The inclusion of the Asurans (who have broken down and started calling themselves replicators) is one that brings out the episode, even managing to resurrect one of the things that made them unique. (the desire to ascend) Seeing them in a non-combative position is very nice; the fact that there may be multiple branches each serving their own purpose, each thinking individually of each other is a treat to those who would otherwise think that they are just another threat for Atlantis to defeat, just imagine... And the topics they explore are deep and provocative; the human soul, the desire to learn about the soul and try to recreate it, the thought of being something more then machines. This is real sci-fi right here, the dialog is just teeming with interesting thoughts, interesting objections and involving perceptions of the brain, perceptions of machines and even human nature just helped to further it. It also managed to dwelge into the idea of the idea of being human copies with the originals personalities and memories inside them; it's kind hard to be in the position of a person who's aware that he's just a copy, worrying about whether or not the copy will be accepted or if it's natural to be like this and the cast shows this all too well in the scenes; they don't manage to make it obvious, rather they use their fear and uncertainty in order to give it subtlety and death, stuff of which is greatly appreciated in sci-fi; adding the perspective of the other crew helps to further that, sure it may seem funny and energetic but they help to add to that acceptance thing, whether or not they can accept there being another and vice versa.

A pair of twos.

But the thing that really makes this notable is Weir; which provides both the audience and the characters a chance to shine. It is really exciting to see her again, her performance shows why Sam can never truly replace her as leader of Atlantis; she just has that sternness, desire, aggression and determination plus a side of compassion and emotion on the side. As she moves around and hangs out with the crew, we can get a sense that the actor behind her is enjoying every moment that she can, really putting her soul into what should be a normal guest appearance; she's intelligent knowing what she is and using that to understand her situation and she sensible and heartwarming even though she's in a situation of uncertainty herself. Weir proves herself to be the example of the episode; though she has her old personality, though she has her memories, she's not really her and thought the people want the old Weir back, we have to accept that she's not coming back; that spreads to the characters themselves who have really heart provoking moments, Sheppard and McKay in particular trying to cope for their losses in their own possible way, with McKay pulling out a great performance that more then reflects his character, you can really tell how much Weir meant to their lives and though there was a chance she could of come back, certain factors wouldn't really allow for that (Sam in particular, though I will say that her frequent disappearances are odd.) and it just wouldn't be the same but it is really nice to see her and she at least goes out with an honorable bang.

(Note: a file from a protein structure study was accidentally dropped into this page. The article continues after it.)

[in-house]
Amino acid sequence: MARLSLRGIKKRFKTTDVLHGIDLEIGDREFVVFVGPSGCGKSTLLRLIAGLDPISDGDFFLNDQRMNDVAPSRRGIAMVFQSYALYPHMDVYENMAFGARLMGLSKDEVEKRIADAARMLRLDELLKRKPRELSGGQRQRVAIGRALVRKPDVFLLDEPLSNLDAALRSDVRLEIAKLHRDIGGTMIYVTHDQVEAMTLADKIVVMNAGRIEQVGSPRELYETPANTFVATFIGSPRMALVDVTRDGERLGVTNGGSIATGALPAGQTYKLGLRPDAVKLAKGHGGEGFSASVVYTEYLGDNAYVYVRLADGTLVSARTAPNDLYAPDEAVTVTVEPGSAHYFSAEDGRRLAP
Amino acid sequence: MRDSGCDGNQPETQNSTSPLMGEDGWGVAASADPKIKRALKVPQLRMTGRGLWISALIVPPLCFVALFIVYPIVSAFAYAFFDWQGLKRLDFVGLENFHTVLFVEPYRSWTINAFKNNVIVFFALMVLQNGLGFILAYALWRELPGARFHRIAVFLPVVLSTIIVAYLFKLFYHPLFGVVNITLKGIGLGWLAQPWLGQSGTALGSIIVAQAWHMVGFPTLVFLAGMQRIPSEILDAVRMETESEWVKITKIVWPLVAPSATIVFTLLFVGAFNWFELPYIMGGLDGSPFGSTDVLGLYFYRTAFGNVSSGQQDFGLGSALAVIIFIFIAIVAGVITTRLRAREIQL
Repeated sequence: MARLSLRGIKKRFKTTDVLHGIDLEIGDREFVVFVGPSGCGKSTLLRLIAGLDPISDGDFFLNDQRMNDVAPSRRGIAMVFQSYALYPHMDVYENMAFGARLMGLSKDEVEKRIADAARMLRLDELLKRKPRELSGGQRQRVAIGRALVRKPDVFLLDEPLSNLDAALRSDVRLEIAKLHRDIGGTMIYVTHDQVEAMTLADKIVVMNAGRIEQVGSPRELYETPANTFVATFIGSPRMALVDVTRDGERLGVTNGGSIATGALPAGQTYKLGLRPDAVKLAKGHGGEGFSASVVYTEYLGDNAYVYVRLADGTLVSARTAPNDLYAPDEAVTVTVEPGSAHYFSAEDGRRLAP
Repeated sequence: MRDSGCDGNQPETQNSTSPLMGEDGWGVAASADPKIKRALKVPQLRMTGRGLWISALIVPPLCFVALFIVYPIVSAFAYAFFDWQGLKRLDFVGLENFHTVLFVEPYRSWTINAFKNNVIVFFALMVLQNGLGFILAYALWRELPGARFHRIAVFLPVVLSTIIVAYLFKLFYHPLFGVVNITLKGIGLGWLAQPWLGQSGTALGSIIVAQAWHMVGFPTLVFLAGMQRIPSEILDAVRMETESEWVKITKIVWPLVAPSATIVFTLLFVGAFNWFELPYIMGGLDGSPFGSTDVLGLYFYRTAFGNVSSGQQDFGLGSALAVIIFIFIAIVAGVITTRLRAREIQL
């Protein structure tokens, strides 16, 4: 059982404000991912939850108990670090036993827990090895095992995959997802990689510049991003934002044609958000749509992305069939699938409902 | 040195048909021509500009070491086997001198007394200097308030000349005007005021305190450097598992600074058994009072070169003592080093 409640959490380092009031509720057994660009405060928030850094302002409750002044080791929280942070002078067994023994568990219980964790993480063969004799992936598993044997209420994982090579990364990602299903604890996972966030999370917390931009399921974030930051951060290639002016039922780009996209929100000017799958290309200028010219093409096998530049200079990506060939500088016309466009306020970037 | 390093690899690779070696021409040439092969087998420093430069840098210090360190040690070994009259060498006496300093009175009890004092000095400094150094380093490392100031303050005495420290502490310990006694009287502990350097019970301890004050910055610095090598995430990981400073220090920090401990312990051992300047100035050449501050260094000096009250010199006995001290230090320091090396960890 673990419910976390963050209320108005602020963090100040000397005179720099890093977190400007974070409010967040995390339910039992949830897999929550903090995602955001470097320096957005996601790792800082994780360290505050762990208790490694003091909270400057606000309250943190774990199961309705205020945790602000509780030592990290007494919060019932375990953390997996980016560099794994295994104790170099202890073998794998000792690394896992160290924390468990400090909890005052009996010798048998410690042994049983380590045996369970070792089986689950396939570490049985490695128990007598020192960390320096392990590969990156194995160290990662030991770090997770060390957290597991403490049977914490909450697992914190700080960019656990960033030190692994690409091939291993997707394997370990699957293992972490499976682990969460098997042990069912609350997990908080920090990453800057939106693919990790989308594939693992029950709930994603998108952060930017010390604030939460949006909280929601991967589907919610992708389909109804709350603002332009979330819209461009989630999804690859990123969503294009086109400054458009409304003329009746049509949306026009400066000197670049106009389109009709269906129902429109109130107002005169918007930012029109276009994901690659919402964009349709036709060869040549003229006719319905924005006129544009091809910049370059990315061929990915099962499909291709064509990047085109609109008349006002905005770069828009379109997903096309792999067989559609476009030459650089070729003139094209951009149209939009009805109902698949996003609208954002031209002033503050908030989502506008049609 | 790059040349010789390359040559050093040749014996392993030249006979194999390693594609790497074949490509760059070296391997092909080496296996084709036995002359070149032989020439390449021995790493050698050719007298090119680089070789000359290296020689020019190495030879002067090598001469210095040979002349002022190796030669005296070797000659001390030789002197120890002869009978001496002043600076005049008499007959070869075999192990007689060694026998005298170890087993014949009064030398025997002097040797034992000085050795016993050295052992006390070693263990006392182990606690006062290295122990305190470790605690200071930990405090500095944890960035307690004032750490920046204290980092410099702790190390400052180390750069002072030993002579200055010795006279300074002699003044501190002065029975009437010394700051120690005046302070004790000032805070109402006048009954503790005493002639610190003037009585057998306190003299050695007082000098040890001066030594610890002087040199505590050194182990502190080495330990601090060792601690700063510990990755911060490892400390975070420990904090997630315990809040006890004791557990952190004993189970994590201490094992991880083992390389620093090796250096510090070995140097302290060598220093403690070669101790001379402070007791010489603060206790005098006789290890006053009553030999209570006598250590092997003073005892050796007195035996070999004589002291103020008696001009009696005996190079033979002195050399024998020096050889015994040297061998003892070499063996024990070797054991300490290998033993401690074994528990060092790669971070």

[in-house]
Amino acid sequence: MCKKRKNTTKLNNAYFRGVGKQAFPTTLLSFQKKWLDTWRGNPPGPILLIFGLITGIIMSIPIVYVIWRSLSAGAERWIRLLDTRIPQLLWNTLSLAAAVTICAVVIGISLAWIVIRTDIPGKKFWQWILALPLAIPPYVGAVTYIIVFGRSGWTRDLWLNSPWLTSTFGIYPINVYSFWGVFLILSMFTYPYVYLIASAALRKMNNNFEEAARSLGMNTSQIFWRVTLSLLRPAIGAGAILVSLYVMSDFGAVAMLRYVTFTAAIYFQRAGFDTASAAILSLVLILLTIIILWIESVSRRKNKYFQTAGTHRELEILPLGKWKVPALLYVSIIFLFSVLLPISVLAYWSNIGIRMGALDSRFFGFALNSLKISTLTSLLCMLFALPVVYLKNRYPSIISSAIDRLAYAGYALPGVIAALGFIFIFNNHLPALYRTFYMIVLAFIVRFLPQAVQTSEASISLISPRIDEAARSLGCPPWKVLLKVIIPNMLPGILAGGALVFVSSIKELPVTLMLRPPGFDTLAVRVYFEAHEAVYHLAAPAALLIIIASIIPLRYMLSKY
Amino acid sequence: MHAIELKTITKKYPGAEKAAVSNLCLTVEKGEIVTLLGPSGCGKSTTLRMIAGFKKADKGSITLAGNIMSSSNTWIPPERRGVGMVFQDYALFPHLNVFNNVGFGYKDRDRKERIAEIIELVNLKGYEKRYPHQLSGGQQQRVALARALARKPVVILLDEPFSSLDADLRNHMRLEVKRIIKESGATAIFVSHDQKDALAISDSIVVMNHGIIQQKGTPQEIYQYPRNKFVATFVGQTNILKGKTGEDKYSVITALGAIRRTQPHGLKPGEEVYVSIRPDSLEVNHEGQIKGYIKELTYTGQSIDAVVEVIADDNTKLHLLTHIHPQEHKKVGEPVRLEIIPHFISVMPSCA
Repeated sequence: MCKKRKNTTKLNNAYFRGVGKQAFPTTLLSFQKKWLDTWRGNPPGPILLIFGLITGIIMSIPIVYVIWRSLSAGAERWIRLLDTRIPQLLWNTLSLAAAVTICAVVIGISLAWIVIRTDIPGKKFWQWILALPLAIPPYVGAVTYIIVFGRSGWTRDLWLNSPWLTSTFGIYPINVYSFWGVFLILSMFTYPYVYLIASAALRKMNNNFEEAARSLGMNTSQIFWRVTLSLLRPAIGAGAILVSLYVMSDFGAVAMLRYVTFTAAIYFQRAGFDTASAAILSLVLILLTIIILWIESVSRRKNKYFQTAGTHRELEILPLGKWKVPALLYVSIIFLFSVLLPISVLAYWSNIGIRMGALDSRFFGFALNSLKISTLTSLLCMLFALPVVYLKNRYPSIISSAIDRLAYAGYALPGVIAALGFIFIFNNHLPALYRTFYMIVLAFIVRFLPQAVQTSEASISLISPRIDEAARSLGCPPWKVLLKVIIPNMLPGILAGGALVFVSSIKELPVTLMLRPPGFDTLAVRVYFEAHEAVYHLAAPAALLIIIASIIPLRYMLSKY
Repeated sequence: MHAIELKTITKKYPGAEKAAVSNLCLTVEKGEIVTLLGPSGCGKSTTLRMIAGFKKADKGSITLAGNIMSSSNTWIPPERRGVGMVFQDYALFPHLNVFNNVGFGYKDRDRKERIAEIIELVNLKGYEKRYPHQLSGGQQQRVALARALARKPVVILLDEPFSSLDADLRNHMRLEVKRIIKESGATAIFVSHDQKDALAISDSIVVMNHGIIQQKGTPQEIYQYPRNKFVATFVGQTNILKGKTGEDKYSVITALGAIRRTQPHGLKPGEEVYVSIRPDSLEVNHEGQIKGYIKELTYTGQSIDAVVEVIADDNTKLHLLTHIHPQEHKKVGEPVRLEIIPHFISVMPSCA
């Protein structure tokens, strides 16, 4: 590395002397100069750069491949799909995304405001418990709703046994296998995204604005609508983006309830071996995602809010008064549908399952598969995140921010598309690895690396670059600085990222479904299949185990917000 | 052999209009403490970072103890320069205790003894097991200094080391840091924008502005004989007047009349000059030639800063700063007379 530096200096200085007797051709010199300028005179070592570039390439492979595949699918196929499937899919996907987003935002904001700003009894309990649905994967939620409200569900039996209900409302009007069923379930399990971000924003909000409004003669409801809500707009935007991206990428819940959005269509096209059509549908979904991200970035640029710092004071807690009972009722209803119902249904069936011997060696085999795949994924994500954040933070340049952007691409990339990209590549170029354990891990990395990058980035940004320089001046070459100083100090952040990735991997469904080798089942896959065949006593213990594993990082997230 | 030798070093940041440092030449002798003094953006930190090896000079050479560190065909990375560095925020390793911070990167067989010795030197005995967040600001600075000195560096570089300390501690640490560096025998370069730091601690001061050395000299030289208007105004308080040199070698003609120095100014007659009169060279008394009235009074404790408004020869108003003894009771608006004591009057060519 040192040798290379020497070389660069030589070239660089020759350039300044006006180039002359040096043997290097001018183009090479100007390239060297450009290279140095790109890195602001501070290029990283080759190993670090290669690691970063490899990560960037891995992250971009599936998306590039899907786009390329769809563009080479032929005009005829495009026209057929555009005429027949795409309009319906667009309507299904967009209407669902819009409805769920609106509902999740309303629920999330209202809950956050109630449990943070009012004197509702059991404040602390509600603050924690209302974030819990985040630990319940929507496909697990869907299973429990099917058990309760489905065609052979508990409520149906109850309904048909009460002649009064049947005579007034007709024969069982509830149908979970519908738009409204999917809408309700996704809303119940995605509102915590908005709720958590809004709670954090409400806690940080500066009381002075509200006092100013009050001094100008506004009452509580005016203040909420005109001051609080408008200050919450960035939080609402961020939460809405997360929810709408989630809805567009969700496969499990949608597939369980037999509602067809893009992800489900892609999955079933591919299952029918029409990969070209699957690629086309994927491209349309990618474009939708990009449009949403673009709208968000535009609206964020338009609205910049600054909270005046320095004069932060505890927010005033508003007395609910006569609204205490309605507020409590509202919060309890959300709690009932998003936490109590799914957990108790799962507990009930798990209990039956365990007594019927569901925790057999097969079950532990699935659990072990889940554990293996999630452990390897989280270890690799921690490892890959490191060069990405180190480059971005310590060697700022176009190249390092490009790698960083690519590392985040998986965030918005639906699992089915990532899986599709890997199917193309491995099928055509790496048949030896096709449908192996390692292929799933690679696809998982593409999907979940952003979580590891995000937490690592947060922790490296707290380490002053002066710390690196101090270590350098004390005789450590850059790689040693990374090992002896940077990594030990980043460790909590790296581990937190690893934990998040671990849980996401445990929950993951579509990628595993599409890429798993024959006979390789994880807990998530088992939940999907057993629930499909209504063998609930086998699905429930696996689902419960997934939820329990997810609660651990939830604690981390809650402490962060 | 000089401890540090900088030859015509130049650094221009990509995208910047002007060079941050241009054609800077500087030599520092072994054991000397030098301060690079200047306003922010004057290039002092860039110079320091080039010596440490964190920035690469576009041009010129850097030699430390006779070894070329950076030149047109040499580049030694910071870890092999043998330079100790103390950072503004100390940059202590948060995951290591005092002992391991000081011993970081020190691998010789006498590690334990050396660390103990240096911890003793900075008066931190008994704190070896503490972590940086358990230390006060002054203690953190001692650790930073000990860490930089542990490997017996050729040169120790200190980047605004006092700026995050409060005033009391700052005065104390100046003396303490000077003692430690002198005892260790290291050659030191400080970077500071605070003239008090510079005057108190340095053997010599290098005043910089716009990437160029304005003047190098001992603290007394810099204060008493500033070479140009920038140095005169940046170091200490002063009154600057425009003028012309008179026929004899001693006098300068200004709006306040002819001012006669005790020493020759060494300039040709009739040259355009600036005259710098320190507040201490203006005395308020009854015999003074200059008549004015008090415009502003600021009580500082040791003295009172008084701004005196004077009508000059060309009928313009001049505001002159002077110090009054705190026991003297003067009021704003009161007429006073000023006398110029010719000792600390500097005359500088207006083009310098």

This is a fantastic episode of Atlantis. Exciting, through provoking and relatable throughout; Weir and her crew manage to pull out all of the stops and provide what is by far the best of Season 4, sure there are some flaws here and there but they're minor (mainly dealing with comedic scenes that oddly enough, don't get in the way.) and they shouldn't let you get in the way of watching such a fine episode.